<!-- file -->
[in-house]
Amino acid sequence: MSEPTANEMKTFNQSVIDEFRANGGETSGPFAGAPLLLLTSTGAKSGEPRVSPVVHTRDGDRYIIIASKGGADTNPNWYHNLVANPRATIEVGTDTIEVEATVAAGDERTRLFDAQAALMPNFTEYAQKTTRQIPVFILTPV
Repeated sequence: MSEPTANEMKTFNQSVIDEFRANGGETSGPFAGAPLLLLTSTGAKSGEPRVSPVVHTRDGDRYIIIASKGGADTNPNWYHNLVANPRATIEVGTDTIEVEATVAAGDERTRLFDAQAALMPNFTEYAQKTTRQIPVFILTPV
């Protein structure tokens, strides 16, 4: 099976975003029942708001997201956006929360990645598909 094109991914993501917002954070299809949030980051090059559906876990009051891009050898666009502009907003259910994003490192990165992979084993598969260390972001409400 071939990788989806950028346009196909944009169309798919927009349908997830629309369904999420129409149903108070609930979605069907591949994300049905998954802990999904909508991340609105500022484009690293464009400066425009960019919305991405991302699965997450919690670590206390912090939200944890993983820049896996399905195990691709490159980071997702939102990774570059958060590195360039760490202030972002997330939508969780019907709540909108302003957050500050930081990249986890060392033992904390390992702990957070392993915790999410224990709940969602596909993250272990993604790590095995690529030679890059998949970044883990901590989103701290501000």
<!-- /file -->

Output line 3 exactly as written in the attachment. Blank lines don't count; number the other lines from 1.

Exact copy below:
Repeated sequence: MSEPTANEMKTFNQSVIDEFRANGGETSGPFAGAPLLLLTSTGAKSGEPRVSPVVHTRDGDRYIIIASKGGADTNPNWYHNLVANPRATIEVGTDTIEVEATVAAGDERTRLFDAQAALMPNFTEYAQKTTRQIPVFILTPV